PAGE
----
Canada Tracked Cannabis Use by Analyzing Toilet Water. Here Are the Results.

Earlier this year, Stats Canada wanted to figure out exactly how much cannabis was being consumed in the country so that they could gauge the size of the illegal marijuana market ahead of legalization. Normally, statisticians use polls to collect data, but since cannabis is still highly stigmatized, Stats Canada couldn't rely on people being forthcoming about their cannabis use.

So instead of using the phone, the Stats Canada team turned to the nation's toilets. From March through August of 2018, Stats Canada analyzed the wastewater of five cities: Halifax, Montreal, Vancouver, Edmonton and Toronto. Analysts tested sewage samples to detect amounts of THC-COOH - a metabolite produced by people after they consume cannabis' psychoactive compound THC.

Here are the results.

Total Amount of Cannabis Consumed

Montreal topped the list in terms of the sheer amount of THC-COOH found in the city's sewage. Toronto and Vancouver came in second and third respectively while Edmonton and Halifax were fourth and fifth. Of course, that doesn't mean Montreal has more cannabis consumers than anywhere else in Canada because those high numbers of THC-COOH could be getting skewed by a handful of heavy consumers.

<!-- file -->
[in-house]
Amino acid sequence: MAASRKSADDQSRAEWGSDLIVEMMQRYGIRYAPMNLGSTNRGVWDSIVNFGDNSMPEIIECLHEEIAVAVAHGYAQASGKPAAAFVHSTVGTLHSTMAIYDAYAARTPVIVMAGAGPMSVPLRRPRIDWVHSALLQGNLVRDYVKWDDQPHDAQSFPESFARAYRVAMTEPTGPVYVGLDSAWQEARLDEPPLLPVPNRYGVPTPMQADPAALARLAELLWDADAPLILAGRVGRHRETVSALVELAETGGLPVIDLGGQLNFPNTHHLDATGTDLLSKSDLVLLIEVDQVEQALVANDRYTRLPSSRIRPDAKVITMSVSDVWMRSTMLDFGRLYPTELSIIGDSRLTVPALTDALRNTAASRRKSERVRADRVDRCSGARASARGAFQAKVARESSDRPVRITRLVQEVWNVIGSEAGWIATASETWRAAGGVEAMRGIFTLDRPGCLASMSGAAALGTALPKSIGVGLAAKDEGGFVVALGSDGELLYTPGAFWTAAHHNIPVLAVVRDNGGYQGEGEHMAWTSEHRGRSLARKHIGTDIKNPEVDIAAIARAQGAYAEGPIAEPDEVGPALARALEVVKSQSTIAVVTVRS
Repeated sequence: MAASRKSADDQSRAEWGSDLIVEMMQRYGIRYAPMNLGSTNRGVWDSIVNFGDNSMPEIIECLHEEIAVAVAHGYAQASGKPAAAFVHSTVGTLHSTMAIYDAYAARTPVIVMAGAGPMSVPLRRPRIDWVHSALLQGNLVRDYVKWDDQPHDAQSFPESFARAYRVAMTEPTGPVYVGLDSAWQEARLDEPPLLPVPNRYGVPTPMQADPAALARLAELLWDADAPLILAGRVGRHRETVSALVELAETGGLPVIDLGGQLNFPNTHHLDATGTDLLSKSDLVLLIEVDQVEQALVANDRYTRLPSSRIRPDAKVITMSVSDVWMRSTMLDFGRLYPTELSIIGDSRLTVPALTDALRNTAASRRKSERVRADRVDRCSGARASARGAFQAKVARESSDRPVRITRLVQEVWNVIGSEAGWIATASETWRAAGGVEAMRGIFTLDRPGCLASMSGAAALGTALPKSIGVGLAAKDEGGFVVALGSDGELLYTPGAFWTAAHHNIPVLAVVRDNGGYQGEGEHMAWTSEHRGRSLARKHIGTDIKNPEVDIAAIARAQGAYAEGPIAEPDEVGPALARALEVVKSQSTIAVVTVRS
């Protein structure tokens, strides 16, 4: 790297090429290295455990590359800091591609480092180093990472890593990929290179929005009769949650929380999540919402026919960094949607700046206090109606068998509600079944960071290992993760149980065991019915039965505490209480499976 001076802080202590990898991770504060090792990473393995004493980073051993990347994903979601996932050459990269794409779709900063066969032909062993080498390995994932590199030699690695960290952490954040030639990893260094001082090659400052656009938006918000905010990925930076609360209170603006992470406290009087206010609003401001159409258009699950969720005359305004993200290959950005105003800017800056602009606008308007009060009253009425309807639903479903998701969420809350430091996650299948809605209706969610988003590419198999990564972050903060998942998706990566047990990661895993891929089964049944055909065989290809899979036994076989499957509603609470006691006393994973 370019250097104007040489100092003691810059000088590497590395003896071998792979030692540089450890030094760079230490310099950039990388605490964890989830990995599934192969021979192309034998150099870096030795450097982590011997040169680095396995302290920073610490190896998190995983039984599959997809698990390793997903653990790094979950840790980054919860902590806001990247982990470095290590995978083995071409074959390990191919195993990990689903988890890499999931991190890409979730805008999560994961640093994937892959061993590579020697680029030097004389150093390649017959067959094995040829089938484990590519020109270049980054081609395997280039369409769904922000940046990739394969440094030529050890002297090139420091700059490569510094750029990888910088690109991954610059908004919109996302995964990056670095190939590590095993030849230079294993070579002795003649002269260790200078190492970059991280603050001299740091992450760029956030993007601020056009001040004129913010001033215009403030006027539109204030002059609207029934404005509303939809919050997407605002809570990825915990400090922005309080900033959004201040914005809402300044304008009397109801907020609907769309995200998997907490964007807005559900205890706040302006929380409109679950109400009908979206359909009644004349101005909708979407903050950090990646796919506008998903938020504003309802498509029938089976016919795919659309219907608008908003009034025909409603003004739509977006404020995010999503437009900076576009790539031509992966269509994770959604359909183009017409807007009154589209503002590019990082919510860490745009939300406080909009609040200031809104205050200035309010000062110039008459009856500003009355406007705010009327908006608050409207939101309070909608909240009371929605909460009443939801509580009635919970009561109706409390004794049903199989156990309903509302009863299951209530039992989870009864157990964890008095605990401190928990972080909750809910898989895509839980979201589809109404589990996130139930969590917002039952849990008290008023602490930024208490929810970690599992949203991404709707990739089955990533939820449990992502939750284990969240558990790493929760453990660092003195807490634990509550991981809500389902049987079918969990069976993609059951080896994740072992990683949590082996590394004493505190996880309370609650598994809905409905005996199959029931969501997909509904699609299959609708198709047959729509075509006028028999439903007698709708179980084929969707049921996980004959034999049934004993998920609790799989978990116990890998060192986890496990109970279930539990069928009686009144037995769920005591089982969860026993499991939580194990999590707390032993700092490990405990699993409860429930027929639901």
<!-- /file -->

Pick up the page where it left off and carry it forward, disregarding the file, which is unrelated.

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Amount of Cannabis Consumed Per Capita

The city that consumes the most cannabis per capita is also the smallest city included in the study. That's right, Halifax came in first, leaving Vancouver in the dust. British Columbia has the reputation as the top cannabis producing and consuming province in Canada, but Vancouver does not live up to the hype, according to Stats Can, which saw BC's largest city place dead last on the list.

Montreal came in second, while Toronto, and Edmonton took the third and fourth spots on the list of the most cannabis consumed per capita. 

What Did We Learn?

First off, it's important to recognize that this particular project is still in it's early stages, and Stats Can admits there is a large margin of error in their data. Additionally, all of this data was collected previous to Canada's nationwide legalization of cannabis, and numbers of subject to change as the substance becomes increasingly normalized. And of course, the study only looked at five cities, and the findings may not be representative of provinces or regions they're situated in.

But most importantly, it looks like Atlantic Canadian Kush might just be giving the supposedly 'world famous' BC Bud a run for it's money.

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